It’s hard to get an 11-year-old boy to bathe. If you have (or have had) one, you know… I can almost see you nodding your head in agreement.
Sure, if we’re in a hotel bathroom with an oversized mirror, those adorable miniature bottles of shampoo and conditioner, and perhaps a phone to add to the interest, then maybe. But on an everyday basis? My kid has better things to do. To illustrate: Last summer when my son came home from a week at Boy Scout camp, every piece of his clothing — with the exception of his bathing suits and his uniform — was neatly folded in the Ziploc bags in which they had been packed, untouched. I threw out the only pair of socks he wore.
I know, I know. It’s normal. He’s developmentally on target. Yippee! Parents of most 11-year-old boys need to bargain, cajole, threaten, and bribe their children into the bath or the shower — only to have to beg, bully, or tempt them out again. The soap and water they fought against, thinking it might dissolve the essential dirt-bonds holding their toes together, has become the elixir from which they can’t break free, even though — especially though — bedtime fast approaches.
This disdain for basic cleanliness used to drive me crazy. There are dishes in my sink and unfolded laundry in mountainous piles in the living room… and then there is the smell of an emerging teenager. My love may have no bounds, but my patience? Not so much.
Recently, however, I’ve had a change of heart. I’m starting to see his contempt for the tasks of daily living not as slovenly or disrespectful; I’ve coming to view his desire remain in his natural state as courageous… maybe even a little bit heroic.
Let me explain.
With Purim occurring in just a few short days, the biblical Book of Esther will be heard in synagogues around the globe. Esther — who saved the Jewish people from their ruin — is to be admired for many reasons, but the first attribute we learn about her is her beauty. Taken to the palace when she is just a tween herself, she is one among many attractive young girls being considered for Persia’s next queen. When it’s finally her turn to have an audience with the king, she doesn’t ask for any more cosmetics than are given to her. In religious school classrooms and at synagogue sisterhood lunches, it’s routinely taught that while others may have freely dipped into the essential oils and other beauty products, Esther didn’t. Not only is Esther beautiful, we’re taught, she’s also humble and self-assured!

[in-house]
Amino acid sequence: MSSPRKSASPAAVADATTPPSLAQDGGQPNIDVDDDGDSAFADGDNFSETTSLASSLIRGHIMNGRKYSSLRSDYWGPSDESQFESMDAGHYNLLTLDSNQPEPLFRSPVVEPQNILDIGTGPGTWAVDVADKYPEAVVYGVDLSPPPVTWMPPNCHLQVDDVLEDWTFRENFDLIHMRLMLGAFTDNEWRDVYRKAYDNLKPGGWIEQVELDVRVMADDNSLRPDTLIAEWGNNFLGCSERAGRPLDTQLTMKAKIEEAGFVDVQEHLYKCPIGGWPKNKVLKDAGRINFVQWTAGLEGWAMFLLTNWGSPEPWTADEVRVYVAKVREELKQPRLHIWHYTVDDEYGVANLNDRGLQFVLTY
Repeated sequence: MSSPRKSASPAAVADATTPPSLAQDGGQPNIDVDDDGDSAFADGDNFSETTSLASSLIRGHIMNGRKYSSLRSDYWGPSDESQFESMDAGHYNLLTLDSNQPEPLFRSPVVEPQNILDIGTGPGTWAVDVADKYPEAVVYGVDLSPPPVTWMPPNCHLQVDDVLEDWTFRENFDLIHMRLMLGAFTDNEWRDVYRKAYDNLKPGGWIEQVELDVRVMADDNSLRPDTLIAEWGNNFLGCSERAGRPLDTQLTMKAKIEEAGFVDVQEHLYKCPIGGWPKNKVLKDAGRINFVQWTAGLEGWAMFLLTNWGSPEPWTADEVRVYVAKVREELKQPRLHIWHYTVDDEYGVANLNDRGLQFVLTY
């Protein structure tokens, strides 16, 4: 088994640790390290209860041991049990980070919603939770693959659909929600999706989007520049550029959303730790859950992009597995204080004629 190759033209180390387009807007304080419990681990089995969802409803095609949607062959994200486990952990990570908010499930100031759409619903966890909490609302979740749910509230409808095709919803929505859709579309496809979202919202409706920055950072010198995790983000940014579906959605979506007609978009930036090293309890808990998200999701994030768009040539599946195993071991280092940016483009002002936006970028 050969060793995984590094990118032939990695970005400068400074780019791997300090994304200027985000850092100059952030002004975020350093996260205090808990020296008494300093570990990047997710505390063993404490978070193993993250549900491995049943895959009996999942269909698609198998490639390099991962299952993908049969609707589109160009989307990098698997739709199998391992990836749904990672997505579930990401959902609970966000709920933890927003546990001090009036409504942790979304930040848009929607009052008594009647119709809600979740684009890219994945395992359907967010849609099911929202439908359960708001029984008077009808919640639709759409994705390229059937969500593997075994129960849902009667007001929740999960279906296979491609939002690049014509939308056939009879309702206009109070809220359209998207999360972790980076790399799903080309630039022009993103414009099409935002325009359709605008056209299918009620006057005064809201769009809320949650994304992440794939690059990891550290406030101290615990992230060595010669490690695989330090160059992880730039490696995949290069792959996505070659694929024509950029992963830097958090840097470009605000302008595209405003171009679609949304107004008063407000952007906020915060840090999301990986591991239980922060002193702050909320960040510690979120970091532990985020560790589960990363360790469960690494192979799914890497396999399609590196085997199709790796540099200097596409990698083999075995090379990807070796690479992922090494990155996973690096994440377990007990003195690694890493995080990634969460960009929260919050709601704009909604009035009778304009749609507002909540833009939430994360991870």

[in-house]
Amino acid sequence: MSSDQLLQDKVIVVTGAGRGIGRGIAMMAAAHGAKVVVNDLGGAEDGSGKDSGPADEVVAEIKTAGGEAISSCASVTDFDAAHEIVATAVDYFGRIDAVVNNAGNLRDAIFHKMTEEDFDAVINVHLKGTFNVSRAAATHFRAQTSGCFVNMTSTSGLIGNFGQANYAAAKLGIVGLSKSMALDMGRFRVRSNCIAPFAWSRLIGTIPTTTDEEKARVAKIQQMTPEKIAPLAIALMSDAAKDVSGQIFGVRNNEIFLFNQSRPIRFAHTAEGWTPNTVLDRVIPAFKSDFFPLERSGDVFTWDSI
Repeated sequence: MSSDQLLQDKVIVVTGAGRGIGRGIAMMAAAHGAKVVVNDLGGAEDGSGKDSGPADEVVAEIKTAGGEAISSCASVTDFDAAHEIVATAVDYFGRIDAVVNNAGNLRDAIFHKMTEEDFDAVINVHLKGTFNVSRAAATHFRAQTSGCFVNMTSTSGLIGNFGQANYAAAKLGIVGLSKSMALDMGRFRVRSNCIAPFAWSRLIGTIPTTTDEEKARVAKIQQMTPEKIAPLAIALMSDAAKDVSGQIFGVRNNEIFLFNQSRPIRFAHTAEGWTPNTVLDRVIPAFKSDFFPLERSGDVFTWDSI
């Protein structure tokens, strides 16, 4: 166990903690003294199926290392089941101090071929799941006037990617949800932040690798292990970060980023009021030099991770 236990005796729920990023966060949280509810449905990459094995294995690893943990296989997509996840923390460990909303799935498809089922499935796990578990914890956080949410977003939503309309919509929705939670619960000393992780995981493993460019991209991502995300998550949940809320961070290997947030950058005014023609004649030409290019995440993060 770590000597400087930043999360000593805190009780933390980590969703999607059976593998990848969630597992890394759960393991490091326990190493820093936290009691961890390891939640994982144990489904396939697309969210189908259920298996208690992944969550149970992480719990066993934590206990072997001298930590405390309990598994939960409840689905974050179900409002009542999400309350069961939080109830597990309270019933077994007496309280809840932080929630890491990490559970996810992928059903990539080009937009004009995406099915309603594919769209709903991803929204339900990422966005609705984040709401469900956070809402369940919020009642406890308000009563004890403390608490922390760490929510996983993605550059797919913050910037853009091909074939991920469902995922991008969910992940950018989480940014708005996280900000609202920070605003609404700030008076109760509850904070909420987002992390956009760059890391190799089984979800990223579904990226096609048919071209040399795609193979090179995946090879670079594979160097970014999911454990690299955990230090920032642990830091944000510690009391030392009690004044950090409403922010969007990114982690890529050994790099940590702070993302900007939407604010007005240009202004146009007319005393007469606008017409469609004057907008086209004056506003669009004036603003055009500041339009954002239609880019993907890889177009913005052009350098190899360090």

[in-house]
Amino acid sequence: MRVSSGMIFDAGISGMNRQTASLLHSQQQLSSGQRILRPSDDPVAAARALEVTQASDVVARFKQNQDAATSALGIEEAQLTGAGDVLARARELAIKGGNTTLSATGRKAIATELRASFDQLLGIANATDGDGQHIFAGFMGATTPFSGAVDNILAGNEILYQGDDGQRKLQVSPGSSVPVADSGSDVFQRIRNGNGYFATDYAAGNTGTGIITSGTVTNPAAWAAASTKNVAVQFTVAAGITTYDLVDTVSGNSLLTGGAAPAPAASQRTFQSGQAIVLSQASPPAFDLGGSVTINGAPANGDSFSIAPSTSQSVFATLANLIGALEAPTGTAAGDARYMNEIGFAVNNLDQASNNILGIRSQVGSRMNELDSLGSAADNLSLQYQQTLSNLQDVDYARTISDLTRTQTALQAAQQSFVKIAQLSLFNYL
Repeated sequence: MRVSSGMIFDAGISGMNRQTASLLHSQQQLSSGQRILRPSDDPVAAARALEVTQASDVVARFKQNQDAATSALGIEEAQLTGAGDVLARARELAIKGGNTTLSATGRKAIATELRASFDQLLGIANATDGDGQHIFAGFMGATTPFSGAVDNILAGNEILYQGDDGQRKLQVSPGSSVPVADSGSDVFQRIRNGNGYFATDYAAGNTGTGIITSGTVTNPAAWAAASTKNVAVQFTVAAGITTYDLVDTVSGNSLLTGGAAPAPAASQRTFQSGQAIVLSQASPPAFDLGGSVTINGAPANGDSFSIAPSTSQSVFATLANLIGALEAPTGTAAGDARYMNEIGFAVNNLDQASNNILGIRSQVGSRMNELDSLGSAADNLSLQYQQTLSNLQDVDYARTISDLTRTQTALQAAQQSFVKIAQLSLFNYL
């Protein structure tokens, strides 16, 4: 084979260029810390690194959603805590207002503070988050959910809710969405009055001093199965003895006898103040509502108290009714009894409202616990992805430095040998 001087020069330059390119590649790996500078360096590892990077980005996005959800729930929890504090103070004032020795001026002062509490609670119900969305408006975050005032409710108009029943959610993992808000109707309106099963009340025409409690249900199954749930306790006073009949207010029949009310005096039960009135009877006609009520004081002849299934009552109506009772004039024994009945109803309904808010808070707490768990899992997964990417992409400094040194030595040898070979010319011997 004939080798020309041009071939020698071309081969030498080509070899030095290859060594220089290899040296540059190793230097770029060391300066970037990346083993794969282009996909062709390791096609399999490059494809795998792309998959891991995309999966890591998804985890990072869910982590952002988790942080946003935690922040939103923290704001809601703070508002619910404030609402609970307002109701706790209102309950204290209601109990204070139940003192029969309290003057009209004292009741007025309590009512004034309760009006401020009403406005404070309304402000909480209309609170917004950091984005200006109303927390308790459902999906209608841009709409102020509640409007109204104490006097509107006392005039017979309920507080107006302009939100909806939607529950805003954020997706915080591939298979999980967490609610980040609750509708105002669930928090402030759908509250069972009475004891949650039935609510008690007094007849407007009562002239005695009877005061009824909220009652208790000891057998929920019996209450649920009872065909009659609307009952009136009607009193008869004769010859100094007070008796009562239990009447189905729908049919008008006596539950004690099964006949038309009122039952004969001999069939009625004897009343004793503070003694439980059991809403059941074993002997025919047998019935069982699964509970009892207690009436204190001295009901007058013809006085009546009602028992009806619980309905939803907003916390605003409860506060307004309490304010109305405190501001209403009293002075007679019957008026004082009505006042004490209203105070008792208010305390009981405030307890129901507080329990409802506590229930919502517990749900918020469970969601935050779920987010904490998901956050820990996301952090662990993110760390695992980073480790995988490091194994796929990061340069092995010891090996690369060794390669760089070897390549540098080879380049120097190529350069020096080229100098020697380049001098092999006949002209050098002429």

But that’s not the whole story. When the Book of Esther describes the treatments given to the girls before being brought to the king, the text suggests they were given things to help them smell nice, like myrrh and other aromatics. In context, the word often translated as “cosmetics” and taught as “make-up” might actually just mean “soap.”
So, it’s likely that, like so many pre-teens, Esther just may have bathed the minimal amount suggested. And yet, the bible teaches, she “won the admiration of all who saw her.” Esther — who, lest we forget, was displaced twice, first from her parents’ home, and then, from her uncle’s — dared people to accept her for who she was. (In fact, in that way, she’s similar to many adoptees, like my son.) And to do that takes guts!
Conversations about Esther’s gutsiness usually center on how she saved the Jewish people. And though she went above and beyond in this respect, risking her position — and her life! — in approaching the king, it’s important to consider that before she achieved her title, she did the minimum that was expected of her, at least in terms of physical beautification. And yet, the bible tells us that everyone who saw Esther felt an immediate kinship with her. She presented her true image — not the ancient Persian Snapchat-filtered equivalent — and, still, people were drawn to her.
This week, as so many Jews attend Purim celebrations, and fawn over the adorable toddlers in Queen Esther costumes — complete with their mothers’ costume jewelry — and the fierce 5-year-old Hamans with mustaches drawn with eyeliner, I ask you this: Save some love for the preteens who show up as themselves, perhaps having fought with their parents about their appearance or their cleanliness as they left the house. Instead of wearing the masks often demanded by polite society, they have chosen to reveal who they truly are and, like Esther, dare the rest of us to love them.
So, love them. Just quietly, while they glare at you from a different row in the sanctuary.